With the back restored to full health, Rose is confident he can overcome the challenge of the Argentinian. “It’s hard to know how good he is, because when he stepped up against (Dmitry) Pirog, he got beat. All we know for sure is that he keeps knocking out the guys they put in front of him, and you cant do any more than that. But while I’m not taking him lightly, I’m very confident.”
Lee Purdy says he will have no trouble making weight for his European welterweight title fight against Leonard Bundu in December. Purdy was over the limit for a contest against Cosme Rivera in March, then failed to make weight by a few ounces for his unexpected world title challenge against IBF boss Devon Alexander in Atlantic City in May.
Some had expressed doubts that Purdy would make welter comfortably again, but the Colchester man insists weight will not be an issue. “After the Rivera fight, I had to make a few changes to my team,” he said. “We brought in a diet specialist, Mike Jones, and he’s been great for me.
“Unfortunately, he only had four weeks to work with me for Alexander, and that just wasn’t enough. I’d been out of the gym, I’d not been well, but it was such a good opportunity we couldn’t turn it down. If Mike had been given six weeks with me, everything would have been fine. In fact, I honestly think that with a full camp, I would beat Devon Alexander.”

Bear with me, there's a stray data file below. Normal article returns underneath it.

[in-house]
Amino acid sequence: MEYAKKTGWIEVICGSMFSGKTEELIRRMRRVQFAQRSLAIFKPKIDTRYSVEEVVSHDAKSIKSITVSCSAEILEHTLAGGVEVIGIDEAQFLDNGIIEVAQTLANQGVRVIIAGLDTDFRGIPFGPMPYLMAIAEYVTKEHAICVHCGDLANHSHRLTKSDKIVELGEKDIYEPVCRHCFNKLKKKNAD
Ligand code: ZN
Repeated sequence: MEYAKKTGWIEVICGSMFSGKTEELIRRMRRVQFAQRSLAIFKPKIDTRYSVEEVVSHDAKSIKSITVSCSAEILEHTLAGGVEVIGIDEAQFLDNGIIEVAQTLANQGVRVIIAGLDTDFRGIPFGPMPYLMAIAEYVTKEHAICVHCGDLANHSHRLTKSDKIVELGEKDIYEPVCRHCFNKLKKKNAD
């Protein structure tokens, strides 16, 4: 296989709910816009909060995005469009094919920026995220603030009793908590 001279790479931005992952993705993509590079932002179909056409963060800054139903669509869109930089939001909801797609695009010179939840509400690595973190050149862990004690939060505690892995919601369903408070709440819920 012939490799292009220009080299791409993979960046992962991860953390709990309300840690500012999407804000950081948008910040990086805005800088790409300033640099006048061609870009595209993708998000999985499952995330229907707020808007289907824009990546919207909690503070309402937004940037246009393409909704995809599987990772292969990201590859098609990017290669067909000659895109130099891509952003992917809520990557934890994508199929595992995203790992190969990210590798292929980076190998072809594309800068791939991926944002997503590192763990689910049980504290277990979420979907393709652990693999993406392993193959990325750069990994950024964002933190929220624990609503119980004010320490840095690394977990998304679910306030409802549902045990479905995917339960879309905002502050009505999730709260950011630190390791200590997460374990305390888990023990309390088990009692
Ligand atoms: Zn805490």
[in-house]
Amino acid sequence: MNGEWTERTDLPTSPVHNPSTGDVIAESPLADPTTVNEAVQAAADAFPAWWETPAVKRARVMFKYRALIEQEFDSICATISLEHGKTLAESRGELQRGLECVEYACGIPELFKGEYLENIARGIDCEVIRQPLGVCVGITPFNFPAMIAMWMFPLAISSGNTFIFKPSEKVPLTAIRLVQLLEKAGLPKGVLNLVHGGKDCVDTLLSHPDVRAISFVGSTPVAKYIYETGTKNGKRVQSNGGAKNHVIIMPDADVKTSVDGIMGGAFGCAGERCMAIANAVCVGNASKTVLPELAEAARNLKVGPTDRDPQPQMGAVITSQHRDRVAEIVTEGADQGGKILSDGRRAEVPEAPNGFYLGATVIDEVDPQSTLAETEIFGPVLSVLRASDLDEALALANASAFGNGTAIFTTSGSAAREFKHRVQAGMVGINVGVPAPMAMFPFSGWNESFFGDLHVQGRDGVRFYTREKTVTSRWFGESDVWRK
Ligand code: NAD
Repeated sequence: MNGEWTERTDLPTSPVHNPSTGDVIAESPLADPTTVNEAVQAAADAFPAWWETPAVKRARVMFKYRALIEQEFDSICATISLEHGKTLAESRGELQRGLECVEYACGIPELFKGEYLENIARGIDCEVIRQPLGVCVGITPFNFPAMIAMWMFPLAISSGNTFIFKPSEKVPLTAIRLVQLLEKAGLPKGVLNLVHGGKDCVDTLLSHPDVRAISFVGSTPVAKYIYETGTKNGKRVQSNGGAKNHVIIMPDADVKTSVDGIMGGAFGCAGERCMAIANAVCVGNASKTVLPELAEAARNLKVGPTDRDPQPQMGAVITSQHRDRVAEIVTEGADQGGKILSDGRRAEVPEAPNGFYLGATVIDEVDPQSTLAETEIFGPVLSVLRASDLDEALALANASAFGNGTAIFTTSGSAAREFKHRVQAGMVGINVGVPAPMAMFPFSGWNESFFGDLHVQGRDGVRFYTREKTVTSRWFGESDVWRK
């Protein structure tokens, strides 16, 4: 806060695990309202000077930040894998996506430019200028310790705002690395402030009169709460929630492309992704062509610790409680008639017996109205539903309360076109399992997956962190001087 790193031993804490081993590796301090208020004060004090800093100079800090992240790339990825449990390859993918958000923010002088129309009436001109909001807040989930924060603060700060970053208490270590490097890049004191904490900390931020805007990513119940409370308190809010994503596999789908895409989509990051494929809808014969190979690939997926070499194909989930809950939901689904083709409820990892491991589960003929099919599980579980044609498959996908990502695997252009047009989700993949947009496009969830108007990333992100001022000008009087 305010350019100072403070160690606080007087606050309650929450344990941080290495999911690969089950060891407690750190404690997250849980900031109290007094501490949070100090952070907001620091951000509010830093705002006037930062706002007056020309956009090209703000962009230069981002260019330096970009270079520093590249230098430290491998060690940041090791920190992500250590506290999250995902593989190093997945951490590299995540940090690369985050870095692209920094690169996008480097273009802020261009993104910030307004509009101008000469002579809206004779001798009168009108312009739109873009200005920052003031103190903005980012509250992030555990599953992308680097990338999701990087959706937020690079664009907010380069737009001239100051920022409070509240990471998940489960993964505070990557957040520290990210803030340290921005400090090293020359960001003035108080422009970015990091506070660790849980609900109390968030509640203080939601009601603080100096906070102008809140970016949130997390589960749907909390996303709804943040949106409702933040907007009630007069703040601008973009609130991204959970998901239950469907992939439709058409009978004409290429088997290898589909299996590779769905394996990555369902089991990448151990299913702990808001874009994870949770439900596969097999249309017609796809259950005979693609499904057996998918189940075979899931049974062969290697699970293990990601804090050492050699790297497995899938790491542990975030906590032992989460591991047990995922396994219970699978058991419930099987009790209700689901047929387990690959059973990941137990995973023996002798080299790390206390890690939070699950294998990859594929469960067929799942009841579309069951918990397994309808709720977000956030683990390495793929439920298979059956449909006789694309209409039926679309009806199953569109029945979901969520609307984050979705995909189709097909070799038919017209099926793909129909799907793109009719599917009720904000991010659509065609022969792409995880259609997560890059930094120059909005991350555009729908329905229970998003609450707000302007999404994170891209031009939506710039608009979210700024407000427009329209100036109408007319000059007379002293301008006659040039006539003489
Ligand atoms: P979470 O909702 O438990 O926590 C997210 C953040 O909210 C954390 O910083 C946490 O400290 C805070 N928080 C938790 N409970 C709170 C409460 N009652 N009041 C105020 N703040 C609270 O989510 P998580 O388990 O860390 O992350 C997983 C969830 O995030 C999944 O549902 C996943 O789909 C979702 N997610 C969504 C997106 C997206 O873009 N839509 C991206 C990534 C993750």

A disappointing 12 months looks set to end on a high for Purdy, although the Italy-based African is no fool, having defended his title four times. However, all his title fights have been in his adopted country: now he will have to travel to London, where a highly-motivated challenger will be waiting for him.
“I’m hungrier than ever, and ready to put some wrongs right,” said Purdy. “He’s an aggressive, come-forward type, like me. So it will definitely be exciting for the fans.”
After a nightmare 2013, former British super featherweight champion Gary Buckland is back in training, and will be back out on a show in Gloucester next month against an opponent yet to be named.